Sometimes you need to protect the herd (or in my case the future rafter of turkeys). Every year a group of hunters come and flush our bush in search of coyotes. They chase these wild dogs (often with hounds) until they can get a good shot. I realize that this may be considered cruel but when you loose a percentage of your livestock to a wild animal, you want the varmint dead. After all is said and done livestock equals part of a farmer’s livelihood.
Last year I lost all my new chicks to a weasel. The gut wrenching feeling of going into a quiet chicken coop haunts me to this day. A weasel is a vicious animal that loves the kill and in my experience rarely eats the remains. When that bugger was shot, I jumped for joy and I haven’t had a weasel since. Knock on wood.
Anyway the hunters were around today, and they shot a big male coyote. They wanted to know if we would like to see it. I usually don’t. I usually turn a blind eye. When we kill chickens here, I wait in the house until the deed is done and only then I will venture outside to do the plucking. I hate to see death and often avoid it at all costs. But I forced myself to take a look at this coyote, to document this because I think that this is a very real part of farm living. On a farm there is death, whether it is for the table, the loss of livestock to disease or from a predator, or if a farmer is forced to kill for the sake of their livestock. Death is a part of farm life.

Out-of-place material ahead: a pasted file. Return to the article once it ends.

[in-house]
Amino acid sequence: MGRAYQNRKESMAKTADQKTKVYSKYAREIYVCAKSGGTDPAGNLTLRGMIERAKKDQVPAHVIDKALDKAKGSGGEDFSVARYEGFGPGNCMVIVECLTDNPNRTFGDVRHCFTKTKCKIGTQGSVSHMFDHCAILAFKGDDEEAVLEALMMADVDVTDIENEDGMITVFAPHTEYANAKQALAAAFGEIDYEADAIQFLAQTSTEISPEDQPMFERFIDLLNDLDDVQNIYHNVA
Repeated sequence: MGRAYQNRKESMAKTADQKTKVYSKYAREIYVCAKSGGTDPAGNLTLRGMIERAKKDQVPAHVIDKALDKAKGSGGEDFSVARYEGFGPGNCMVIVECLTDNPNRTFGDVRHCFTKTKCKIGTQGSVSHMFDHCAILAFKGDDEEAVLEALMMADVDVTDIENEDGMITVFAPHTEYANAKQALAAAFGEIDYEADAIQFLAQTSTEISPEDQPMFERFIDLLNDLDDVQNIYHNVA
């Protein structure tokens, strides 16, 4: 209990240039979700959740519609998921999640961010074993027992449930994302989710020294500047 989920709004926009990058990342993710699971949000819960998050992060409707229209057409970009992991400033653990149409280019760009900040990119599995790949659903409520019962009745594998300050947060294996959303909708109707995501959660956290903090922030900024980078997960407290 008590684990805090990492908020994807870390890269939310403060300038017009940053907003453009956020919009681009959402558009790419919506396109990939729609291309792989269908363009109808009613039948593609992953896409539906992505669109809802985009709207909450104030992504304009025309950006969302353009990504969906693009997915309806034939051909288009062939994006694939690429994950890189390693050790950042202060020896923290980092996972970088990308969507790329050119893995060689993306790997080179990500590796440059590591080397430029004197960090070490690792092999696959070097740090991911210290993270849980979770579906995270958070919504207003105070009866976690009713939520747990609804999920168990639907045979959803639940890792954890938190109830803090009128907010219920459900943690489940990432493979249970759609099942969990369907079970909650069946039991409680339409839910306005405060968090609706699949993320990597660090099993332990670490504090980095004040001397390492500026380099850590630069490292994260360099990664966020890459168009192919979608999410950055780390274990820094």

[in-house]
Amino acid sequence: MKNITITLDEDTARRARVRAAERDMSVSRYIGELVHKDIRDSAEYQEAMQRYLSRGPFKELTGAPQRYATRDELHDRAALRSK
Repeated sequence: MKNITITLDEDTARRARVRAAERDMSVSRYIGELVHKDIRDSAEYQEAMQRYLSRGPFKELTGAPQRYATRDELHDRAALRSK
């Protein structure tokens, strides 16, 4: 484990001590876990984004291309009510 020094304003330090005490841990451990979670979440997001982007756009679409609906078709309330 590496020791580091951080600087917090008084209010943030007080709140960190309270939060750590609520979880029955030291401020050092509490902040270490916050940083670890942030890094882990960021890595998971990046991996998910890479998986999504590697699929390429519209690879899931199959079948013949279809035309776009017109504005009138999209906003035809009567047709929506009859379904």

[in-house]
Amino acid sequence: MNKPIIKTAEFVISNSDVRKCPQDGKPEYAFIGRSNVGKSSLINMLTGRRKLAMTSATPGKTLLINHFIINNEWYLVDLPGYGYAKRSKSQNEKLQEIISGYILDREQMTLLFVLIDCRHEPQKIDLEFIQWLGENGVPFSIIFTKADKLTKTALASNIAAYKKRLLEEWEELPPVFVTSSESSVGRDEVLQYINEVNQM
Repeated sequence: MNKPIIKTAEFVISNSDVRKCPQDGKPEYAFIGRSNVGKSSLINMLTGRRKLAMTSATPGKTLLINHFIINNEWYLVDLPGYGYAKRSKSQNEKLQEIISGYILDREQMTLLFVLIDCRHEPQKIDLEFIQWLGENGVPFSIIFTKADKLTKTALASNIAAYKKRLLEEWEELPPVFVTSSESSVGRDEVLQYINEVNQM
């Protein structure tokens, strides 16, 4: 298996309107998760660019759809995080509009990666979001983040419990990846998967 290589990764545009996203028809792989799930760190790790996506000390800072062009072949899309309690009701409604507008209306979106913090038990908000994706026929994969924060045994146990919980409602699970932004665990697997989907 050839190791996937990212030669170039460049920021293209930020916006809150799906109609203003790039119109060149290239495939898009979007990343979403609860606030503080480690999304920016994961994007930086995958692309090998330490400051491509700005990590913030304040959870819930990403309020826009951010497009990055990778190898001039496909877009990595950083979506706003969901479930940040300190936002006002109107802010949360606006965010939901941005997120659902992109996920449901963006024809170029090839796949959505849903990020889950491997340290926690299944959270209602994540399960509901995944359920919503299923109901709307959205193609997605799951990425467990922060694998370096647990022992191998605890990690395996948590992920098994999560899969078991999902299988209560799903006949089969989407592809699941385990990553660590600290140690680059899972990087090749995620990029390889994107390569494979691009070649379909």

Honestly, the coyote was beautiful and reminded me of my dog, Arlo. He had a beautiful coat and looked like he was thriving in our bush. He resembled a wild vicious animal but was peaceful and silent. If he had of been alive he would have been thrashing and gnashing his teeth. But he lay there silent. His life was over. New life will now have a better chance at survival.